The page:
Putin’s aggressive actions in the years leading up to the 2022 invasion had convinced Russian-speakers like Vilkul in eastern and southern Ukraine to think of themselves, first and foremost, as Ukrainians.
The horrific attacks Putin has unleashed this spring will only accelerate this process, I believe. The time and firepower needed to gain control of Mariupol, a heavily Russian-speaking city in eastern Ukraine, is symbolic of Russia’s short-term struggles and long-term problems.
Even if the Russian military were to gain and keep control of Ukraine’s east and southeast, it will come only after a long and terrible period of fighting and bombing. More homes, schools and hospitals in Ukraine’s most ethnically and linguistically Russian areas will be destroyed, and many more of the very people Putin claimed he sought to protect will lose their lives.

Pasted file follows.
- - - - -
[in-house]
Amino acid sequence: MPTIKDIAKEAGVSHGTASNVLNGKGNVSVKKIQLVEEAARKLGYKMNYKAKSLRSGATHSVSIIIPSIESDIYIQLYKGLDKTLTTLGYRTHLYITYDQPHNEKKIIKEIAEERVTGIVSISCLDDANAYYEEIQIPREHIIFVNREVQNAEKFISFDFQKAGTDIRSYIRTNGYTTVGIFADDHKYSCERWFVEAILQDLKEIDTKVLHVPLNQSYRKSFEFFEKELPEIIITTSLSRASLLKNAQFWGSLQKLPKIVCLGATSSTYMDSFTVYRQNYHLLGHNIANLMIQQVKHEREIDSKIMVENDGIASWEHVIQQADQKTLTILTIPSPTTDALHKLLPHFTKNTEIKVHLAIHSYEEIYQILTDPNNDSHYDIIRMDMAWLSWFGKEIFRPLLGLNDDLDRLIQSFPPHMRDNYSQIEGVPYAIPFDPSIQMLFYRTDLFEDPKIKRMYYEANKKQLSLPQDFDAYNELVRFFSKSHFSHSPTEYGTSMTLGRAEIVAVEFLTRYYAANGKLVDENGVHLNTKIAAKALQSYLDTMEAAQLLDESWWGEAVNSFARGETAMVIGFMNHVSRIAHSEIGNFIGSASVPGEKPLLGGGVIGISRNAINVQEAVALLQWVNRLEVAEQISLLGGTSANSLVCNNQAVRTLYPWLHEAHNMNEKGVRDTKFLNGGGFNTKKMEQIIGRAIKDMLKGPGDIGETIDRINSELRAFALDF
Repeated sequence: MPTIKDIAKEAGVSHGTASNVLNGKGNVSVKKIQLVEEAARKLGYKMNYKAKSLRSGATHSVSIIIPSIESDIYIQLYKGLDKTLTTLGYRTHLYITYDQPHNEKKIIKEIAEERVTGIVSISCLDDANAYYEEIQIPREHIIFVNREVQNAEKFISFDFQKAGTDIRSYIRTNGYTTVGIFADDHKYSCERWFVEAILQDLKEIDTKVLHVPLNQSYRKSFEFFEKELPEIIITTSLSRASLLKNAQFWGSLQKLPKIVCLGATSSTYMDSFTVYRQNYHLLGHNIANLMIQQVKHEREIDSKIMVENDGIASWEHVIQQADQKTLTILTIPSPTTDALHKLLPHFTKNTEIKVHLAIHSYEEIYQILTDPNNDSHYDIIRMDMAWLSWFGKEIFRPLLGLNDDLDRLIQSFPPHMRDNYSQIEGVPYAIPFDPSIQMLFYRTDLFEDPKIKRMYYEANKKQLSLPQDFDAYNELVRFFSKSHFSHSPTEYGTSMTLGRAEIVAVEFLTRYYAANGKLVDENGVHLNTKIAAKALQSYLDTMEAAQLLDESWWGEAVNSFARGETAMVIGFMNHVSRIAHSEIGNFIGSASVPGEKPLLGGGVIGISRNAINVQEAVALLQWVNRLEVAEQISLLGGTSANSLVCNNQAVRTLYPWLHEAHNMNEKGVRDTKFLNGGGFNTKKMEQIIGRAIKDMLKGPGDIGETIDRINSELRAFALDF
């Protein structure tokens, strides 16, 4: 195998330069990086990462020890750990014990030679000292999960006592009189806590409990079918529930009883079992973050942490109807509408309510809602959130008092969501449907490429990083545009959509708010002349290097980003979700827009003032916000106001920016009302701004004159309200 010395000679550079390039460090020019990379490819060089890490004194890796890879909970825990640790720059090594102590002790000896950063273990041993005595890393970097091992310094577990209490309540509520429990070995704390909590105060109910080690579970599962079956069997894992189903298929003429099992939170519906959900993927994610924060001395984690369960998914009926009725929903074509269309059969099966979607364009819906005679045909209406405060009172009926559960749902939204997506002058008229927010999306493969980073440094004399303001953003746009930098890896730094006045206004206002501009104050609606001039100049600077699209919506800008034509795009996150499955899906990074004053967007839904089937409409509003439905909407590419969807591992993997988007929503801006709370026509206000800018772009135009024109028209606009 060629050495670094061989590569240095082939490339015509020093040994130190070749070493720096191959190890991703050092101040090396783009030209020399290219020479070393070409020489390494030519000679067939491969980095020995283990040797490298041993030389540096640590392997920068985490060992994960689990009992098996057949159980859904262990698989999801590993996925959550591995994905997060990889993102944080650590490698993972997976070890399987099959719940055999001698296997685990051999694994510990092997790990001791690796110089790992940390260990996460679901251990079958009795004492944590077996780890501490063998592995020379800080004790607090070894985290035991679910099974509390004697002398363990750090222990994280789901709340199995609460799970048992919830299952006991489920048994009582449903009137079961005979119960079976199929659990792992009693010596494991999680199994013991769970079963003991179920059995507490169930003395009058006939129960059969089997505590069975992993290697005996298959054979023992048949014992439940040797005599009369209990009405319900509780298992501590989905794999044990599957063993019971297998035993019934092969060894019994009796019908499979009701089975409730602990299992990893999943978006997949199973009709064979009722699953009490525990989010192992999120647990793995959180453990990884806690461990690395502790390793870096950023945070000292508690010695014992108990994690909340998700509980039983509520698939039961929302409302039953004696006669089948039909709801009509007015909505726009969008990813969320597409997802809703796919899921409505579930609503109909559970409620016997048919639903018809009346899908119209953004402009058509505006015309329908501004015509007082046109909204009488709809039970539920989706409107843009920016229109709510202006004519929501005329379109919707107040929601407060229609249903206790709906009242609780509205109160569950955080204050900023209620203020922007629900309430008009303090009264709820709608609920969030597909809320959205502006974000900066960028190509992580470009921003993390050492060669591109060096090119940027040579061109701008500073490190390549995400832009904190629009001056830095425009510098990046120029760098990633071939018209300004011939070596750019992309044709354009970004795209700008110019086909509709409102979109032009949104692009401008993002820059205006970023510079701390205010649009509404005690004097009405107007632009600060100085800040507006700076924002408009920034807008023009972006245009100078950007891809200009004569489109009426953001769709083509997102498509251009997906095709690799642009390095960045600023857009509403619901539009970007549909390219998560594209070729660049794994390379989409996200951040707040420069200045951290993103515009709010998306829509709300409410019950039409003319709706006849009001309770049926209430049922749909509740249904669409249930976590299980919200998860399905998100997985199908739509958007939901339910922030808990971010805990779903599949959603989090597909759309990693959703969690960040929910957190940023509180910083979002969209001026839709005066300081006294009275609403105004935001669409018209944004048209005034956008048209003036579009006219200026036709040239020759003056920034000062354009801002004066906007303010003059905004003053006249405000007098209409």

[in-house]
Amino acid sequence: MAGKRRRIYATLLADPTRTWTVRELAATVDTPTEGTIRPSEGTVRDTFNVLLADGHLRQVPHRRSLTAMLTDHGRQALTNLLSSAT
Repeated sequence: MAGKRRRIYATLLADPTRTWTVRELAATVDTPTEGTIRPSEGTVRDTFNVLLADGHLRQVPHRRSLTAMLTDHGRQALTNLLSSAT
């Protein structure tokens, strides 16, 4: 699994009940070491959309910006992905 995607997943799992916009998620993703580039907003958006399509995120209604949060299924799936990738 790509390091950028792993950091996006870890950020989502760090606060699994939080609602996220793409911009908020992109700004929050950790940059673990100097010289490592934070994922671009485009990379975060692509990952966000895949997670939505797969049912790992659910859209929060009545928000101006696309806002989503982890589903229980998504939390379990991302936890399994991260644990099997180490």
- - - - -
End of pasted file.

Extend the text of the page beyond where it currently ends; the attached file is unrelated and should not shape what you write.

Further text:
To the extent Ukrainians and Russians in Ukraine see themselves as one people, they increasingly do so as part of a multiethnic Ukrainian national identity anchored by shared citizenship and a shared love of the country Putin’s forces continue to assault.
In the long term, the ongoing attacks will further reinforce Ukraine’s civic national identity and solidify what Putin fears most from Ukraine: a broad desire to look westward, rather than eastward, for its future.
This article is republished from The Conversation under a Creative Commons license.